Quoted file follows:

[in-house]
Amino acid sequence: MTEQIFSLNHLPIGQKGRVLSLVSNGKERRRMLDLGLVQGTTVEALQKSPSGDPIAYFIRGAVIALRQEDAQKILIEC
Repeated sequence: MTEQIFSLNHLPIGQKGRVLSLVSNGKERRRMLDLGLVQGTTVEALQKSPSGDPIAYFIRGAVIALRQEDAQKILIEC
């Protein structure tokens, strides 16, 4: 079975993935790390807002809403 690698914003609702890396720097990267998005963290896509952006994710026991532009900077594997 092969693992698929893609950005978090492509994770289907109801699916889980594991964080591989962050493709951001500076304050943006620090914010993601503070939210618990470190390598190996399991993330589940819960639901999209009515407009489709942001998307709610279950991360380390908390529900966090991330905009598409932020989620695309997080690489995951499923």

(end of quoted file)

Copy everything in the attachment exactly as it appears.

[in-house]
Amino acid sequence: MTEQIFSLNHLPIGQKGRVLSLVSNGKERRRMLDLGLVQGTTVEALQKSPSGDPIAYFIRGAVIALRQEDAQKILIEC
Repeated sequence: MTEQIFSLNHLPIGQKGRVLSLVSNGKERRRMLDLGLVQGTTVEALQKSPSGDPIAYFIRGAVIALRQEDAQKILIEC
């Protein structure tokens, strides 16, 4: 079975993935790390807002809403 690698914003609702890396720097990267998005963290896509952006994710026991532009900077594997 092969693992698929893609950005978090492509994770289907109801699916889980594991964080591989962050493709951001500076304050943006620090914010993601503070939210618990470190390598190996399991993330589940819960639901999209009515407009489709942001998307709610279950991360380390908390529900966090991330905009598409932020989620695309997080690489995951499923």